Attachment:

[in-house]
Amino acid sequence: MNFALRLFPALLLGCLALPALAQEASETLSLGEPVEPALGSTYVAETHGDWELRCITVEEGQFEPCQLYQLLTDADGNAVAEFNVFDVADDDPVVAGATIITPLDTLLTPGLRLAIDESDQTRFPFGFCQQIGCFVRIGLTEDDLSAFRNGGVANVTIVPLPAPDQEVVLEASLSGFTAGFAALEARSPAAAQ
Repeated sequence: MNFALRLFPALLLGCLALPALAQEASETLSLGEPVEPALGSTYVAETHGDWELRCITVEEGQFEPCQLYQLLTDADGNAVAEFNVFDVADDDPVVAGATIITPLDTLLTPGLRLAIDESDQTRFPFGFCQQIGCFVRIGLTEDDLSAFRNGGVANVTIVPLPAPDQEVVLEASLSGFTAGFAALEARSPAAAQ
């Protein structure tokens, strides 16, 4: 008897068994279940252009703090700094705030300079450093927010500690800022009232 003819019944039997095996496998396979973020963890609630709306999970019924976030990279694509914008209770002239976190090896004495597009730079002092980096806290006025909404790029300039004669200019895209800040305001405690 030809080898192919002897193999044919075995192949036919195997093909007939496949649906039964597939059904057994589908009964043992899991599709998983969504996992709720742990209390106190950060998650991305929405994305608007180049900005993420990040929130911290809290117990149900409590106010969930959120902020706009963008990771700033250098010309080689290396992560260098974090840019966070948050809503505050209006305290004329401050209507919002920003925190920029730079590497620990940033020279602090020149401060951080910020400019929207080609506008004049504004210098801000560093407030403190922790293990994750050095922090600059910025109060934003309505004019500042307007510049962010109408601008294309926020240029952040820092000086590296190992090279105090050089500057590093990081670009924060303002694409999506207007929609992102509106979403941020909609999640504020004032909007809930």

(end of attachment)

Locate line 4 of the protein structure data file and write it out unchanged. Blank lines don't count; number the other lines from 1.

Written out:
């Protein structure tokens, strides 16, 4: 008897068994279940252009703090700094705030300079450093927010500690800022009232 003819019944039997095996496998396979973020963890609630709306999970019924976030990279694509914008209770002239976190090896004495597009730079002092980096806290006025909404790029300039004669200019895209800040305001405690 030809080898192919002897193999044919075995192949036919195997093909007939496949649906039964597939059904057994589908009964043992899991599709998983969504996992709720742990209390106190950060998650991305929405994305608007180049900005993420990040929130911290809290117990149900409590106010969930959120902020706009963008990771700033250098010309080689290396992560260098974090840019966070948050809503505050209006305290004329401050209507919002920003925190920029730079590497620990940033020279602090020149401060951080910020400019929207080609506008004049504004210098801000560093407030403190922790293990994750050095922090600059910025109060934003309505004019500042307007510049962010109408601008294309926020240029952040820092000086590296190992090279105090050089500057590093990081670009924060303002694409999506207007929609992102509106979403941020909609999640504020004032909007809930």